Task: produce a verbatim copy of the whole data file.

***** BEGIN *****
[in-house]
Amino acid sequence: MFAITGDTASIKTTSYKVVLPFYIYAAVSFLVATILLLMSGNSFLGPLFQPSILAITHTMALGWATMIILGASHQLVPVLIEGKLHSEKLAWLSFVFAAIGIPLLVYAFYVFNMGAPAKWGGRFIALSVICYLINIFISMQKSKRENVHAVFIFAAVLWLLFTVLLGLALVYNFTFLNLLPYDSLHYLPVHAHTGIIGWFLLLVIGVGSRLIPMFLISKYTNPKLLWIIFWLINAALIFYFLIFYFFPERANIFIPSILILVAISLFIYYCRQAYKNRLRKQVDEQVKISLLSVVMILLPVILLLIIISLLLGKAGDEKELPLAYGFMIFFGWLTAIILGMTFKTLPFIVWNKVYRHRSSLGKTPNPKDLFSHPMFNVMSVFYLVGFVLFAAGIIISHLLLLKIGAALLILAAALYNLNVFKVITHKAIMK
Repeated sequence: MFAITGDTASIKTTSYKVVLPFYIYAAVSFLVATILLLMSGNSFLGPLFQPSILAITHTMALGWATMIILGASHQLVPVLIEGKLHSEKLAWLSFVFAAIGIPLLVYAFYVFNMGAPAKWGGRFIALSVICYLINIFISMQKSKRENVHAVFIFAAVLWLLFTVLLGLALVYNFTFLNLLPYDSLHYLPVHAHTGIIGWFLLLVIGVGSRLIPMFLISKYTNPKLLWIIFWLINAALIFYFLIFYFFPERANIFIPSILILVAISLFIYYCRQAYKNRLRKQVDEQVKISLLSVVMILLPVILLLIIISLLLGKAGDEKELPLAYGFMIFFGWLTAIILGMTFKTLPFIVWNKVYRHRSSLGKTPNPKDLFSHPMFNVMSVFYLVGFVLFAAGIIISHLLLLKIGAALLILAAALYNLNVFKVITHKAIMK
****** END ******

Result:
[in-house]
Amino acid sequence: MFAITGDTASIKTTSYKVVLPFYIYAAVSFLVATILLLMSGNSFLGPLFQPSILAITHTMALGWATMIILGASHQLVPVLIEGKLHSEKLAWLSFVFAAIGIPLLVYAFYVFNMGAPAKWGGRFIALSVICYLINIFISMQKSKRENVHAVFIFAAVLWLLFTVLLGLALVYNFTFLNLLPYDSLHYLPVHAHTGIIGWFLLLVIGVGSRLIPMFLISKYTNPKLLWIIFWLINAALIFYFLIFYFFPERANIFIPSILILVAISLFIYYCRQAYKNRLRKQVDEQVKISLLSVVMILLPVILLLIIISLLLGKAGDEKELPLAYGFMIFFGWLTAIILGMTFKTLPFIVWNKVYRHRSSLGKTPNPKDLFSHPMFNVMSVFYLVGFVLFAAGIIISHLLLLKIGAALLILAAALYNLNVFKVITHKAIMK
Repeated sequence: MFAITGDTASIKTTSYKVVLPFYIYAAVSFLVATILLLMSGNSFLGPLFQPSILAITHTMALGWATMIILGASHQLVPVLIEGKLHSEKLAWLSFVFAAIGIPLLVYAFYVFNMGAPAKWGGRFIALSVICYLINIFISMQKSKRENVHAVFIFAAVLWLLFTVLLGLALVYNFTFLNLLPYDSLHYLPVHAHTGIIGWFLLLVIGVGSRLIPMFLISKYTNPKLLWIIFWLINAALIFYFLIFYFFPERANIFIPSILILVAISLFIYYCRQAYKNRLRKQVDEQVKISLLSVVMILLPVILLLIIISLLLGKAGDEKELPLAYGFMIFFGWLTAIILGMTFKTLPFIVWNKVYRHRSSLGKTPNPKDLFSHPMFNVMSVFYLVGFVLFAAGIIISHLLLLKIGAALLILAAALYNLNVFKVITHKAIMK